A new law creating three regulatory bodies to oversee all media outlets in Egypt was ratified by President Abdel-Fattah Al-Sisi on 26 December. The 91-article law, approved by parliament on 14 September, has already been revised by the State Council's Department of Fatwas and Legislation.
Osama Heikal, head of parliament's Media, Culture and Antiquities Committee, said the Institutional Regulation of the Press and the Media Law had been ratified by Al-Sisi moves will be taken to create the three regulatory bodies within one month. "The three bodies will be the Higher Council for Media Regulation (HCMR), the National Press Organisation (NPO), and the National Media Organisation (NMO)," said Heikal.
The NPO, explained Heikal, will replace the current Higher Press Council, taking charge of supervising state-owned press organisations. The NPO will be also responsible for selecting board chairmen and the editors of state-owned publications.
The NMO will replace the current Radio and Television Union (RTU), and will be mandated with overseeing state-owned audio-visual, radio and digital media institutions in a manner that guarantees their independence, professionalism and profitability.
The HCMR will take charge of supervising the general performance of the media in Egypt.
Following a meeting with Prime Minister Sherif Ismail on 26 December Heikal said "setting up the boards of the three regulatory bodies should be completed within one month."
“Before the formation of the boards can be completed a new law establishing a syndicate for media workers needs to be ratified by President Al-Sisi. This is important because the media regulatory bodies law stipulates a number of seats on the boards of these bodies be occupied by candidates nominated by the new syndicate of media workers."
Hamdi Al-Konayesi, a former head of Egypt's Radio and Television Union, is hoping the law establishing the syndicate of media workers is ratified by Al-Sisi and published in the official gazette in the next few days.
Under the Institutional Regulation of the Press and the Media Law the boards of the three media regulatory bodies must comprise 13 members three of whom are to be selected by the president (including the head), two by parliament, two by the syndicate of media workers, two by the board of the Press Syndicate, one by the State Council, one by the Anti-Trust and Competition Protection Agency, one by the National Agency for Telecommunication Regulation and one by the Higher Council of Universities.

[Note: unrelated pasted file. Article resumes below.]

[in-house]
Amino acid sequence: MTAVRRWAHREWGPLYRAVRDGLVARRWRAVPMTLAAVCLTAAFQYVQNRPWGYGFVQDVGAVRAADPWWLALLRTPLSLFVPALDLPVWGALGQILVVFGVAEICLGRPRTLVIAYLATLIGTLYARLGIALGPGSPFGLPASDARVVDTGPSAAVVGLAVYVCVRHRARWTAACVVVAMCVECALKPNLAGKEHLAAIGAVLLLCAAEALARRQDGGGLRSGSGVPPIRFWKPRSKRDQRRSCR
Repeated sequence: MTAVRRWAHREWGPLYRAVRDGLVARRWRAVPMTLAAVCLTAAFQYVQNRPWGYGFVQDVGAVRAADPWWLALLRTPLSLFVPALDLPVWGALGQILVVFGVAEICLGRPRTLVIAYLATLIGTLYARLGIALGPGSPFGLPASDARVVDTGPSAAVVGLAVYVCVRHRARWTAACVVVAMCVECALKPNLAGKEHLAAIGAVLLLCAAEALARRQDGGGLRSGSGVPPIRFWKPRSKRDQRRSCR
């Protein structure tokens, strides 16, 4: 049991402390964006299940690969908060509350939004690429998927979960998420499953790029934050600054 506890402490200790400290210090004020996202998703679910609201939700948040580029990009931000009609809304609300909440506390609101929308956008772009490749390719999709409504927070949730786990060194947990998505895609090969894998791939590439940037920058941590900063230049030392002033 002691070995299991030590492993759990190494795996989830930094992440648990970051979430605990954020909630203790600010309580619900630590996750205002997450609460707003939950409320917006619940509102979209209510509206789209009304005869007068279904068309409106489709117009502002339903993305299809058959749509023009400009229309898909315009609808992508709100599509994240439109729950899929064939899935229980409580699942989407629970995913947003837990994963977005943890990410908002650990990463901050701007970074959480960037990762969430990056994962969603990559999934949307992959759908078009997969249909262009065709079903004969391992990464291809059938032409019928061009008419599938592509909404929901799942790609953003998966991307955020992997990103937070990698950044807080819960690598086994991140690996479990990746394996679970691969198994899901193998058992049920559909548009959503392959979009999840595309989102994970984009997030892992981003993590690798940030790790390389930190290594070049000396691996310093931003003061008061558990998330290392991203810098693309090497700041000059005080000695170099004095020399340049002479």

The law also states that if any of the above fail to name nominees within a fixed period parliament will be tasked with selecting replacements.
Tamer Abdel-Kader, a member of parliament's Media, Culture and Antiquities committee, told reporters this week that once the law on the syndicate of media workers is ratified by the president and the board of this syndicate is formed the cabinet should take immediate steps to ensure all institutions mandated to nominate board members do so.
Abdel-Kader also revealed that it will be left to parliament's General Secretariat, which includes the speaker, his two deputies and the heads of parliamentary committees, to agree the names of parliament's two nominees for each of the boards. "The law states that these two nominees should be high-profile public figures with prestigious track records and proven experience in media and journalism," said Abdel-Kader.
According to Heikal, once the boards of the three media regulatory bodies are created their first job will be to select new heads of the boards of state-owned press organisations and chief editors of their affiliated publications. "They will also be asked for input on a unified media law which will seek to place national press organisations back on sound foundations," said Heikal.
Hanan Fikri, a member of the board of the Press Syndicate, said plenary meetings will be held to decide on the Syndicate’s own list of nominees forthe boards of the three bodies.
"Under the law the board of the Press Syndicate can select four nominees of which two will be selected," said Fikri, "the board of the Press
Syndicate will meet to select its nominees once it receives official notification from the cabinet."
Salah Eissa, secretary-general of the Higher Press Council, announced last week that until the board of the NPO is formed the council will continue performing its duties.
"These include helping national press organisations overcome their financial problems which have been exacerbated following the devaluation of the Egyptian pound," says Eissa.
Rumours are rife that Al-Sisi will nominate journalist Makram Mohamed Ahmed as head of the NPO. Ahmed, a former head of the Press Syndicate and the state-owned Al-Hilal Press Organisation, is widely viewed as a moderate figure.